Many words have been written about the decline of traditional wine criticism and the emergence of social media. The “old school” wine critics writing for magazines and newspapers now must compete with armies of amateur wine critics on FB and Twitter blasting their views to anyone who will listen, while opinion aggregators such as Cellar Tracker provide a forum for wine lovers to provide quick impressions along with numerical scores that are averaged in an attempt to overcome subjectivity through sheer force of numbers.
A case can be made that “old school” criticism carried more authority, was better written and more nuanced than the new democratized forms of criticism, but the world in which that critical style reigned appears gone forever.
But I wonder if the decline in the authority of wine criticism comes from the simple fact that wine critics seldom, well, criticize.
Jamie Goode is attending the Symposium for Professional Wine Writers and is keeping us up to date on the proceedings. NY Times wine writer Eric Asimov is reported to have said, drawing analogies with film criticism:
A critic is someone who makes a judgment. In wine there is this idea that it is bad form to be critical of any one sort of wine, because there are people who appreciate that style. This is condescending to the writer and to the audience.’
Asimov is correct that the job of a wine critic is to criticize. But as a commenter on Jamie Goode’s post said:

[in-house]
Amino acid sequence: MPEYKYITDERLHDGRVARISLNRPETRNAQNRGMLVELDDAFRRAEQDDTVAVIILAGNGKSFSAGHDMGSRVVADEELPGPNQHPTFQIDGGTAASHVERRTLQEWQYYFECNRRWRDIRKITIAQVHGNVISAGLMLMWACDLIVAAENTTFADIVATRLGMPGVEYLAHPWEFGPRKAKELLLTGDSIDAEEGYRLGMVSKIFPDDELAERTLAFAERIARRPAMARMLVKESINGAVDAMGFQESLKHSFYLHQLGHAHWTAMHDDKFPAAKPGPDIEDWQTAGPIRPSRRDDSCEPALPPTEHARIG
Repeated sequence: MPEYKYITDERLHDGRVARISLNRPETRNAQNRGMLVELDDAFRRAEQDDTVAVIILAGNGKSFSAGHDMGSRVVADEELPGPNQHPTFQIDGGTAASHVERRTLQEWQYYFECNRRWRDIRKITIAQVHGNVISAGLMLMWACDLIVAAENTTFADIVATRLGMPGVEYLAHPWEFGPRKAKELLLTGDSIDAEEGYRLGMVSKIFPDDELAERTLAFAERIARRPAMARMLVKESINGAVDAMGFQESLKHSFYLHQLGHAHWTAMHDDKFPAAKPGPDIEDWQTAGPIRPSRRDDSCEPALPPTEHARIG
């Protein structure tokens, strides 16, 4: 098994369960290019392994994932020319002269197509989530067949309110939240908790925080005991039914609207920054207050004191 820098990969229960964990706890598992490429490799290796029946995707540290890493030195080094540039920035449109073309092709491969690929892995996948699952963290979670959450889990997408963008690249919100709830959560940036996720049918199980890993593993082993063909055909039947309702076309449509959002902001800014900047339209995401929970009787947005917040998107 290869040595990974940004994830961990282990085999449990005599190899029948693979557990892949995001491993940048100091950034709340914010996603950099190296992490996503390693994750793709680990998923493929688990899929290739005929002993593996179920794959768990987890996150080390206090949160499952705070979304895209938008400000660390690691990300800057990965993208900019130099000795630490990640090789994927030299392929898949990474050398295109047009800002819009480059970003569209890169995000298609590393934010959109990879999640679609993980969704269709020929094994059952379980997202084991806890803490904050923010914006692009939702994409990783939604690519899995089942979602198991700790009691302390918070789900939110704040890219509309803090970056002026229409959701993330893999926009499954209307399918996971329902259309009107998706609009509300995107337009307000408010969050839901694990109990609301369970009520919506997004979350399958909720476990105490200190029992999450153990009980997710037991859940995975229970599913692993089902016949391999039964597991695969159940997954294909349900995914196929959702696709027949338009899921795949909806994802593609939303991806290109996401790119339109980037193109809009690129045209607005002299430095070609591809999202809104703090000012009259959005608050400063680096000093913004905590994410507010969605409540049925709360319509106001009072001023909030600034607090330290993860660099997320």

And not a word about how wine critics never criticize? Strange – or perhaps not. As Isle nearly put it, ‘readers also want to know what $10 Chardonnay NOT to buy…’
This commenter is pointing to one of the peculiarities of wine critics (both professional and amateur)—they almost never write negative reviews. Sure, sometimes they give scores that are less than stellar but even these are accompanied by tasting notes that seldom mention why a wine doesn’t measure up or what it’s lacking. A film critic who never panned a film would soon lose credibility and almost every discussion of a film includes critical remarks about scenes or performances that don’t work. But wine critics tend to write effusive praise for good wines, slightly less effusive praise for average wines, and neutral descriptors for the bottom shelf swill. You seldom see the cranky, “let it rip” critical remarks that are common in art, film, and literary criticism. (the exception is the Cellar Tracker Community that is often quite critical and occasionally this here blog when I get fed up with some of the stuff I have to drink)
The reason for this is quite simple. Most wine critics depend on samples from wineries or have other relationships with winemakers that preclude honestly critical reviews. Until the wine writing community finds a way to solve this apparent conflict of interest, wine writing will remain only a pale image of genuine criticism.